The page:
Conclusions: In eyelids with ptosis, mechanical brow elevation does not change eyelid position; however, voluntary brow elevation raises eyelid position to a similar position as maximal eyelid opening. These results argue against the contention that the brow is elevated to mechanically lift the eyelid in ptosis and instead suggest that the brow elevation is driven by efforts to raise the eyelid, possibly via co-innervation.
Jennifer Danesh MD, Shoaib Ugradar, Robert Goldberg & Daniel B Rootman
Both external levator resection (ELR) and Müller’s muscle-conjunctival resection (MMCR) are procedures well known to improve marginal reflex distance (MRD1) in patients with ptosis. This study aims to understand differential post-operative changes in eyelid contour for MMCR and ELR surgery.
In this cross-sectional cohort study, patients affected by involutional ptosis were randomized into two groups: those who underwent ELR or MMCR surgery. Pre-operative and late post-operative photographs were obtained. Digital analysis of the lid contour was performed by measuring the vertical distance from a line intersecting the center of the pupil to the eyelid margin at 10 positions at 2 mm intervals. Mean distance at each position was compared pre- and post-operatively between the groups.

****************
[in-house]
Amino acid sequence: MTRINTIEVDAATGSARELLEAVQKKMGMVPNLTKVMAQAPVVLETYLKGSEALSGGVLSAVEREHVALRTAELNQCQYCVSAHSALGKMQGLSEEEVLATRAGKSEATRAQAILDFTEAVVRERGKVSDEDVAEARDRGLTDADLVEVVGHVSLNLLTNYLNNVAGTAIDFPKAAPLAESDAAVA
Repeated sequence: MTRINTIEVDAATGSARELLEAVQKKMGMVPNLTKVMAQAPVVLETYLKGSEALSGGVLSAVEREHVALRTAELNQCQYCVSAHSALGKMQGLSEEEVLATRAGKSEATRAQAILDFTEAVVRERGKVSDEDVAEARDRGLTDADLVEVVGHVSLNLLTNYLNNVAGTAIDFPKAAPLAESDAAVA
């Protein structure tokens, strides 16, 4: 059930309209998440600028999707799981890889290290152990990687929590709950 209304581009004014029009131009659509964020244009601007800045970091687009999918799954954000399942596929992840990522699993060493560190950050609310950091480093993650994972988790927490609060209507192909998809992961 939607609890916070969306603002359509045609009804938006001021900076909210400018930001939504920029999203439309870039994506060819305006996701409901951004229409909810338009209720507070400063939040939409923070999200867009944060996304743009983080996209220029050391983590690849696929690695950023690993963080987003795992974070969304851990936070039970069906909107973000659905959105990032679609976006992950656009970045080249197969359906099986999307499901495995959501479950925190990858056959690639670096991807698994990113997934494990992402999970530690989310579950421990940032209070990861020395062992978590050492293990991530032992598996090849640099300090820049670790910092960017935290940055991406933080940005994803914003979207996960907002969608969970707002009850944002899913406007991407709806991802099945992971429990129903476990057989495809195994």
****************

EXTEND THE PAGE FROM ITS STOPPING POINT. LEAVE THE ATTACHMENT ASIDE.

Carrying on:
The final sample included 60 eyes from 39 patients, 30 eyes per group. At each time point there was significant variation in height across the eyelid (p < 0.05). A significant (p < 0.05) group difference in vertical height was noted only at the 2 and 4 mm temporal positions in the post-operative analysis, with the ELR group being slightly higher. There were no significant differences in MRD1, pre- or post-operatively, between the ELR and MMCR groups.